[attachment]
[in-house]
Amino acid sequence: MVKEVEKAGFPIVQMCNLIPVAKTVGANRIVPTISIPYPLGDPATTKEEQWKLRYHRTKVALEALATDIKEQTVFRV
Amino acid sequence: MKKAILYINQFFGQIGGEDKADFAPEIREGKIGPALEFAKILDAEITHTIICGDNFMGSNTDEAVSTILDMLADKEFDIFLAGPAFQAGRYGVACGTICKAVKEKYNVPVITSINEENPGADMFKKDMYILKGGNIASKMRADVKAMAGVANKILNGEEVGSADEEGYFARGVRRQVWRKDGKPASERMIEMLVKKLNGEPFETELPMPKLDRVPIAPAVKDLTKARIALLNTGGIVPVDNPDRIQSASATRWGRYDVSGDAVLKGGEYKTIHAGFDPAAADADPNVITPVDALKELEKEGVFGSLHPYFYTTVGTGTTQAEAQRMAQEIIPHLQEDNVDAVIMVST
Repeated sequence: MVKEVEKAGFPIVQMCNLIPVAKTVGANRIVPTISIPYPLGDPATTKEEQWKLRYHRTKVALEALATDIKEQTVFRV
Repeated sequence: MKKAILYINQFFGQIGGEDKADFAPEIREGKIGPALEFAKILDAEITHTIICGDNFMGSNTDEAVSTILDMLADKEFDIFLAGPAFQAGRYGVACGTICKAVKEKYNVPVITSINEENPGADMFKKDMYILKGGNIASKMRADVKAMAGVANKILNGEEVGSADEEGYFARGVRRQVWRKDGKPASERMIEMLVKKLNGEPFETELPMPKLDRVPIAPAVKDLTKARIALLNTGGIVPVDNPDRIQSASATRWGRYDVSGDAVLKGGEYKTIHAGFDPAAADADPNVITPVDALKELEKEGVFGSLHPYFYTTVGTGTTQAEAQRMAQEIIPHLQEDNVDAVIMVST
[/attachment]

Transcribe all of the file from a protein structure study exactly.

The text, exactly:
[in-house]
Amino acid sequence: MVKEVEKAGFPIVQMCNLIPVAKTVGANRIVPTISIPYPLGDPATTKEEQWKLRYHRTKVALEALATDIKEQTVFRV
Amino acid sequence: MKKAILYINQFFGQIGGEDKADFAPEIREGKIGPALEFAKILDAEITHTIICGDNFMGSNTDEAVSTILDMLADKEFDIFLAGPAFQAGRYGVACGTICKAVKEKYNVPVITSINEENPGADMFKKDMYILKGGNIASKMRADVKAMAGVANKILNGEEVGSADEEGYFARGVRRQVWRKDGKPASERMIEMLVKKLNGEPFETELPMPKLDRVPIAPAVKDLTKARIALLNTGGIVPVDNPDRIQSASATRWGRYDVSGDAVLKGGEYKTIHAGFDPAAADADPNVITPVDALKELEKEGVFGSLHPYFYTTVGTGTTQAEAQRMAQEIIPHLQEDNVDAVIMVST
Repeated sequence: MVKEVEKAGFPIVQMCNLIPVAKTVGANRIVPTISIPYPLGDPATTKEEQWKLRYHRTKVALEALATDIKEQTVFRV
Repeated sequence: MKKAILYINQFFGQIGGEDKADFAPEIREGKIGPALEFAKILDAEITHTIICGDNFMGSNTDEAVSTILDMLADKEFDIFLAGPAFQAGRYGVACGTICKAVKEKYNVPVITSINEENPGADMFKKDMYILKGGNIASKMRADVKAMAGVANKILNGEEVGSADEEGYFARGVRRQVWRKDGKPASERMIEMLVKKLNGEPFETELPMPKLDRVPIAPAVKDLTKARIALLNTGGIVPVDNPDRIQSASATRWGRYDVSGDAVLKGGEYKTIHAGFDPAAADADPNVITPVDALKELEKEGVFGSLHPYFYTTVGTGTTQAEAQRMAQEIIPHLQEDNVDAVIMVST